Electric Vehicles May Play Crucial Role in Reduction of Greenhouse Emissions in Mining
Major mining companies around the world have pledged to significantly decrease their greenhouse gas emissions, with many hoping to achieve carbon neutrality in the next three decades. Switching to battery-powered vehicles from diesel vehicles may help achieve these companies achieve this objective.
Many companies are already working towards electrifying their mining fleets, especially for underground mines where battery-powered or tethered dump, haul and load vehicles (LHDs) are becoming more popular. In addition to reducing greenhouse gases, LHDs also considerably reduce ventilation costs.
Companies such as Kirkland Lake Gold and Newmont have pioneered the use of battery-electric vehicles (“BEVs”), with leading mining firms such as Vale, BHP and Rio Tinto striving to grow their electric vehicle fleets.
Kirkland Lake Gold first introduced battery-electric vehicles at its Macassa Mine in 2013, which led to a decrease in greenhouse gas emissions by almost 2,400t CO₂. By the year 2019, the Macassa mine had 9 haul trucks and 24 battery powered LHDs, with 80% of production of ore being conducted by battery-electric equipment.
Over in Canada, the Borden gold mine by Newmont was the pioneer fully electric underground mine in the world when it started commercial production a few years ago. This move eliminated 50% of aggregate greenhouse gas emissions on site.
Recently, Ivanhoe Mines revealed that its Kamoa-Kakula mine would be the number0one net-zero carbon emitter copper mine as its mining fleet is fully electrified, either through hydrogen fuel cells or electric batteries. While the mine is yet to commence production, it is expected to do so in the coming month.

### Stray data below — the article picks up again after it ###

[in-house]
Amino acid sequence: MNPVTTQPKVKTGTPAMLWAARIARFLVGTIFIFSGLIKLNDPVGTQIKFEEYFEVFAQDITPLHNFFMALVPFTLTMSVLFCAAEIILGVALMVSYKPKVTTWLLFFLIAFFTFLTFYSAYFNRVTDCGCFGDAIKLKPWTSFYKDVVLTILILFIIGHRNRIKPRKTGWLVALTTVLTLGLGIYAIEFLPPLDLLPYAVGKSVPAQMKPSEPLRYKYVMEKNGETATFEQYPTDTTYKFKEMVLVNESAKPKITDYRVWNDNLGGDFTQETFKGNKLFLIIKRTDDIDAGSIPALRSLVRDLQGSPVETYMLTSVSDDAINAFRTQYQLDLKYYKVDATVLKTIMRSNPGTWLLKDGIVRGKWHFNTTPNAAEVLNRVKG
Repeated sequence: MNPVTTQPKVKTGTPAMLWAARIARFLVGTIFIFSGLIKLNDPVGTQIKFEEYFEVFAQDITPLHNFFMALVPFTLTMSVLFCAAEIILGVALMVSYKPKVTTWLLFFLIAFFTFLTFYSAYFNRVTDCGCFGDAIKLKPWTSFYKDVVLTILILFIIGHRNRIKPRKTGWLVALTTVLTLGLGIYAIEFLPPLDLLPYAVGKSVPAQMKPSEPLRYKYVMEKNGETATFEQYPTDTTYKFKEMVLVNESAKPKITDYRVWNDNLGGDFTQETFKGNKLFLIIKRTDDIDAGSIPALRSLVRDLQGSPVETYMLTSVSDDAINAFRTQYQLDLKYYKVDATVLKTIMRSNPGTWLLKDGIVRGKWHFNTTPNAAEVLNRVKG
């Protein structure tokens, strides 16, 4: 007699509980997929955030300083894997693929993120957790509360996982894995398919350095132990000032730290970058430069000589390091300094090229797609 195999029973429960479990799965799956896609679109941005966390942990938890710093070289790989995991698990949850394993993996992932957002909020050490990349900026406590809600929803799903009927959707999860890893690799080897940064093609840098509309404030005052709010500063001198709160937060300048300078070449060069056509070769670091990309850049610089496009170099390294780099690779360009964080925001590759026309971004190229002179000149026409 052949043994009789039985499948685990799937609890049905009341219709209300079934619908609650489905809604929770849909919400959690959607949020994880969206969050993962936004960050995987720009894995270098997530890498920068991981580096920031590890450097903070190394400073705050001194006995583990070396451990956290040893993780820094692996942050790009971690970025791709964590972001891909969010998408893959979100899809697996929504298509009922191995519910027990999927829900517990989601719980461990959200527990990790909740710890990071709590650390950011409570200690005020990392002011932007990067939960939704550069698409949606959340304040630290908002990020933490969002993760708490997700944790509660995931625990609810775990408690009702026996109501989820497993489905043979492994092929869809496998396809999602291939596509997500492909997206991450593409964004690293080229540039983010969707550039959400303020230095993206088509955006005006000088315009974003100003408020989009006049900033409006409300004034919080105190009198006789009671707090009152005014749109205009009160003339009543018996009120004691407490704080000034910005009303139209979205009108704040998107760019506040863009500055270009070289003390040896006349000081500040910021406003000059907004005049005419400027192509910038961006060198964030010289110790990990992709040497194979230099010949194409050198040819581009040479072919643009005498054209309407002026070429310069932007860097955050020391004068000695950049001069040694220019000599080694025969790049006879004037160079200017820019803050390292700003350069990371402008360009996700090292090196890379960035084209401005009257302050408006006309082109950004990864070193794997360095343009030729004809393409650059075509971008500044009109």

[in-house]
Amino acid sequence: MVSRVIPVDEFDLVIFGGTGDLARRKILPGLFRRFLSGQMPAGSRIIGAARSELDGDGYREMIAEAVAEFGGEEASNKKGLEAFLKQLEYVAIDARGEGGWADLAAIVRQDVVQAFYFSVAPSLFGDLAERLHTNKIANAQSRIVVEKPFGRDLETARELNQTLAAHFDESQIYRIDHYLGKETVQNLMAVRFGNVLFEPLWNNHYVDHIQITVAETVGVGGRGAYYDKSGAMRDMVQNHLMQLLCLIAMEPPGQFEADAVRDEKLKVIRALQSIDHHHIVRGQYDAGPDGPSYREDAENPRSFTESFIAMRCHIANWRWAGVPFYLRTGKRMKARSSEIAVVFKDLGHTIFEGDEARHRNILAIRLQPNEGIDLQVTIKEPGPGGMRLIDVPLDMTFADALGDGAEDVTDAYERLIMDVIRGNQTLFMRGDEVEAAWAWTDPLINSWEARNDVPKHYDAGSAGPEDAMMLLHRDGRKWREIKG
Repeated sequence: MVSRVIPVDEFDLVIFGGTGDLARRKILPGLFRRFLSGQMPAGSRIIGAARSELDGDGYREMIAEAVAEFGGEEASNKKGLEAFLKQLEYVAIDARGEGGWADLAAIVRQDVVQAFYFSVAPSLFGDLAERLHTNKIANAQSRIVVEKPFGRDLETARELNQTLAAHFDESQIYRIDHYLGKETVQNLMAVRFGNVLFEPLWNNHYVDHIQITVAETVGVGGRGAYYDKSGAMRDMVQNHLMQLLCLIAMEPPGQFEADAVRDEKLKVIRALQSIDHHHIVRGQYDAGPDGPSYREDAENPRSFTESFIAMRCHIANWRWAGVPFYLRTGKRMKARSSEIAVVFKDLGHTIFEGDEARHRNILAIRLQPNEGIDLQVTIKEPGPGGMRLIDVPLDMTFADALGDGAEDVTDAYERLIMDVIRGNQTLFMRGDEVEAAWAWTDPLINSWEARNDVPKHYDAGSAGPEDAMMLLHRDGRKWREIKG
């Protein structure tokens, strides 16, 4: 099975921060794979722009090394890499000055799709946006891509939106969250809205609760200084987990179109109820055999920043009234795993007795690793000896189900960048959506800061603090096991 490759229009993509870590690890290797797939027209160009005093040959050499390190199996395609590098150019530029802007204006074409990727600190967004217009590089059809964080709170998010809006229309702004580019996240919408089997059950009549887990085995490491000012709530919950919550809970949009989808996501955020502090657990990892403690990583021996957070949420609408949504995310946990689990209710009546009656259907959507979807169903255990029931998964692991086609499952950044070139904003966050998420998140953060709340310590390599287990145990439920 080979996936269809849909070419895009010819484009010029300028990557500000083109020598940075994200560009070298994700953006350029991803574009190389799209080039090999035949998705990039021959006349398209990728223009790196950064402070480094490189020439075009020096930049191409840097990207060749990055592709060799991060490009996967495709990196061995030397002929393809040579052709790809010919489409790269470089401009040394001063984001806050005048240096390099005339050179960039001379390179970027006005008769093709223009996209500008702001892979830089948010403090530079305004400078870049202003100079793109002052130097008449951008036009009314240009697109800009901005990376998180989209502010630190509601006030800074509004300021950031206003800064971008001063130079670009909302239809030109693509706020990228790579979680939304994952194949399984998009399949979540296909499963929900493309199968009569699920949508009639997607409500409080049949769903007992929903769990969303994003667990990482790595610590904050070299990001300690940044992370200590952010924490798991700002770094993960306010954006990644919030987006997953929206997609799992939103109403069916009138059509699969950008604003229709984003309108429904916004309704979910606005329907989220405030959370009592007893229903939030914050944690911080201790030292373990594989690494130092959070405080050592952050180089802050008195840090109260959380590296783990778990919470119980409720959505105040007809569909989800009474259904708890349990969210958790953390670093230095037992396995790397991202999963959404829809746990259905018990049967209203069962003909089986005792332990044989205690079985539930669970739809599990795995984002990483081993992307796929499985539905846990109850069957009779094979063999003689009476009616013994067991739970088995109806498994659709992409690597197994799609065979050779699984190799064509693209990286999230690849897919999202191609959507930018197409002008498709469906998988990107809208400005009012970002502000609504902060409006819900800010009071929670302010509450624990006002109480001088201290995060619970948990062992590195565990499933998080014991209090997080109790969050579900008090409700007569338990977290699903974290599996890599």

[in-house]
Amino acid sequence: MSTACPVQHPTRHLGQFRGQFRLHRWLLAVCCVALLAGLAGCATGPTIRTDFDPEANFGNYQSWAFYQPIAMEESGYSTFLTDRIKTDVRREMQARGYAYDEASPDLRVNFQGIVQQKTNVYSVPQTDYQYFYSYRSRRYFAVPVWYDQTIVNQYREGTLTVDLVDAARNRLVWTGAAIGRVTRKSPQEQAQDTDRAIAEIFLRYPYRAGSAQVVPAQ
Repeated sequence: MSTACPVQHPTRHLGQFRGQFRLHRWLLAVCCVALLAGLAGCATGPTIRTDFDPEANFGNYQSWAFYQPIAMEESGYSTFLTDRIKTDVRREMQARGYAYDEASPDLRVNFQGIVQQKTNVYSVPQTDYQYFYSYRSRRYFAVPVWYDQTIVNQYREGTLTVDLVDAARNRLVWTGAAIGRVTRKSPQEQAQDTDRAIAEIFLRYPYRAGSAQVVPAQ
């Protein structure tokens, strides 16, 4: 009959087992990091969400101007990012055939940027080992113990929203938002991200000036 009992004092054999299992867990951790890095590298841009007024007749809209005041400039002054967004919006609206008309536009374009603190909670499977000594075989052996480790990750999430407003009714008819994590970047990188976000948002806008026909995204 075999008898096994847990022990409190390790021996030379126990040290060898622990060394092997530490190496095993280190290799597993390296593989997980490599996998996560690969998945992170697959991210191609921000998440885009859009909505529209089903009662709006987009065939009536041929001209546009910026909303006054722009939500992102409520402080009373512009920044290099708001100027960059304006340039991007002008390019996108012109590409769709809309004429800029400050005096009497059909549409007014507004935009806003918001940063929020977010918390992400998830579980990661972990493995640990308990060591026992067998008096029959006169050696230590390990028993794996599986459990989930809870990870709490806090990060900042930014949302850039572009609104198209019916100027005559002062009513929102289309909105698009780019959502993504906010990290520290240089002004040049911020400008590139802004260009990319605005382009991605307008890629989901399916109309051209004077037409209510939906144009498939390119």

Earlier this year, WAE entered into an agreement with Fortescue Metals Group to develop a zero-emission electric haul truck that will be used in mining operations. The company plans to develop a battery system that can regenerate power. This battery will be designed at the latter’s facility in Oxfordshire in the United Kingdom before being ferried to Perth for integration and testing.
A poll conducted between March and May of this year has found that 30% of its respondents are of the opinion that using battery-powered vehicles may lead to a significant decrease in emissions from mining operations in the near future. This is in comparison with the 21% who expect that the biggest impact will come from the use of on-site renewable energy and 16% from vehicles that are hydrogen powered.
With regard to hydrogen, another top miner in the industry, Anglo American, is collaborating with Engie to build a hydrogen-based haul system. The company estimates that eliminating the use of diesel vehicles at its sites will decrease the greenhouse gas emissions by almost 14%.
The more companies opt for electric vehicles in the mining sector, the better it will be for sector players such as Asia Broadband Inc. (OTC: AABB) to choose exactly what suits their unique operational needs.
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